OOP is underrated

I came recently upon a thread where Object-Oriented Programming was being questioned because of excessive complexity, ceremony, layers,… and because of the insistence of OOP of treating everything as an object, which some feel runs counter to most people’s intuition. Similar threads keep appearing, where OOP is being questioned and other approaches, like functional programming, are seen as a cure for the OOP “problem”.

My answer touches upon many points, and I wanted to share it with you.

Encapsulation is a key thing in OOP, and it’s just part of the larger context. Abstract Data Types also do encapsulation. OOP is more than that; the key idea is that OOP enables the building of a model of the problem you want to solve; and that model is reasoned about with the spatial, verbal and operational reasoning modes that we all use to solve everyday problems. In this sense OOP culture is strongly different from the ADT and formal math culture.

Math is very powerful. It enables to solve problems that by intuition alone you wouldn’t be able to solve easily. A good mathematical model can make simple what seems to be very complex. Think how Fourier transforms make it easy to reason about signals. Think how a little mathematical reasoning makes it easy to solve the Mutilated Chessboard problem. In fact, a good mathematical model can reduce the essential complexity of a problem. (You read right — reducing the essential complexity. I think that we are never sure what the essential complexity of a problem really is. There might always be another angle or an insight to be had that would make it simpler than what we thought it was. Think a parallel with Kolmogorov complexity: you never know what the K complexity of a string really is.)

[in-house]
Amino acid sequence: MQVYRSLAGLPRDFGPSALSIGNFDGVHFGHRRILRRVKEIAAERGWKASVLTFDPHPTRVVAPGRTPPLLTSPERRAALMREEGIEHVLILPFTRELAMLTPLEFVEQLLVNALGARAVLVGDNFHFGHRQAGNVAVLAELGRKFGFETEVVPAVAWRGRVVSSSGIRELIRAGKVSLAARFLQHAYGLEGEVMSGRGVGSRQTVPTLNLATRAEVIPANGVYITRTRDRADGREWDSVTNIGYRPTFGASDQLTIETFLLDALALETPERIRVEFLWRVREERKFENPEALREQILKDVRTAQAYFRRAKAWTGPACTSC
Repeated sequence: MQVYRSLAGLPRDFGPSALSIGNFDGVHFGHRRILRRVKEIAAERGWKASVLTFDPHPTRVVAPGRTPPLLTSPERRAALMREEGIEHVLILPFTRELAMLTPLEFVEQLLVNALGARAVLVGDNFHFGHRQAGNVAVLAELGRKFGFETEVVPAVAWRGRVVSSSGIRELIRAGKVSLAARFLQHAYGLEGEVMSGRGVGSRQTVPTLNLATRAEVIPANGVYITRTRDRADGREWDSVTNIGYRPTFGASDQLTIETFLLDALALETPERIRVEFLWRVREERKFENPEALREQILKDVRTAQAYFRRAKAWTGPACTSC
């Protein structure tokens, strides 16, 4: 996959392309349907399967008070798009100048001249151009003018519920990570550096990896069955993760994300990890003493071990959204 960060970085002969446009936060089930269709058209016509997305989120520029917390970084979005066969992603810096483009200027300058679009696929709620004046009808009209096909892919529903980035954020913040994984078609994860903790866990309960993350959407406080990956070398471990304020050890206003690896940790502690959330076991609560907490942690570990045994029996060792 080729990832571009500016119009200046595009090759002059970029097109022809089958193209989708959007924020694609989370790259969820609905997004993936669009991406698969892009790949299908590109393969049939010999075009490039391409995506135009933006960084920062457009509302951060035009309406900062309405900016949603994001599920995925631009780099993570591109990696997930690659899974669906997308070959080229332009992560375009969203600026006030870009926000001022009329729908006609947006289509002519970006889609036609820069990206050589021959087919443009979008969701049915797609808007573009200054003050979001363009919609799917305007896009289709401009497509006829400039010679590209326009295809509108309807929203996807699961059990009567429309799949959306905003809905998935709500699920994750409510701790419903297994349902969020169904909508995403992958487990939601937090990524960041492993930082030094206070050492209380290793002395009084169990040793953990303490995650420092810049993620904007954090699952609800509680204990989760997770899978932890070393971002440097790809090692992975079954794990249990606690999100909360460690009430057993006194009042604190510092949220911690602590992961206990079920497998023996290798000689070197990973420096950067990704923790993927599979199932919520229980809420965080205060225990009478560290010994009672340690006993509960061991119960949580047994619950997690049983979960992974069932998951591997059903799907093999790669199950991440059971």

However, mathematical reasoning is difficult and rare. If you can use it, then more power to you! My feeling is that many recent converts to FP fail to see the extent of the power of mathematical models and limit themselves to using FP as a fancy procedural language. But I digress.

My point is that if you want to reach the point of agile maturity where programming is no longer the bottleneck, and we deliver when the market is ready, not when we finally manage to finish coding (two stars on the Shore/Larsen model), building the right model of the problem is an essential ingredient. You should build a model that is captured as directly as possible in code. If you have a mathematical model, it’s probably a good fit for a functional programming language. However, we don’t always have a good mathematical model of our problems.

For many problems, we can more readily find spatial/verbal/operational intuitive models. When we describe an OO model with phrases like “This guy talks to that guy”, that is the sort of description that made Dijkstra fume with disdain! Yet this way of reasoning is simple, immediate and useful. Some kind of problems readily adapt themselves to be modeled this way. You may think of it as programming a simulation of the problem. It leverages a part of our brain that (unlike mathematical reasoning) we all use all the time. These operational models, while arguably less powerful than mathematical models, are easier reason about and to communicate.

Coming to the perception of the excessive “ceremony” and “layers” of OOP, I have two points:

  1. Most “OOP” that we see is not OOP at all. Most programs are conceived starting with the data schema. That’s the opposite of OOP! If you want to do OOP, you start with the behaviour that is visible from the outside of your system, not with the data that lie within it. It’s too bad that most programming culture is so deeply data-oriented that we don’t even realise this. It’s too bad that a lot of framework and tooling imply and push towards data centric: think JPA and Rails-style ActiveRecord, where you design your “object” model as a tightly-coupled copy of a data model.
  2. Are we practicing XP? When we practice XP, we introduce stuff gradually as we need. An abstraction is introduced when there is a concrete need. A layer is introduced when it is shown to simplify the existing program. When we introduce layers and framework upfront (anybody here do a “framework selection meeting” before starting coding? :-) ) we usually end up with extra complexity. But that’s nothing new: XP has been teaching us to avoid upfront design for a long time.

For more on how OOP thinking differs from formalist thinking, see Object Thinking by David West. I also did a presentation on this subject (video in Italian).

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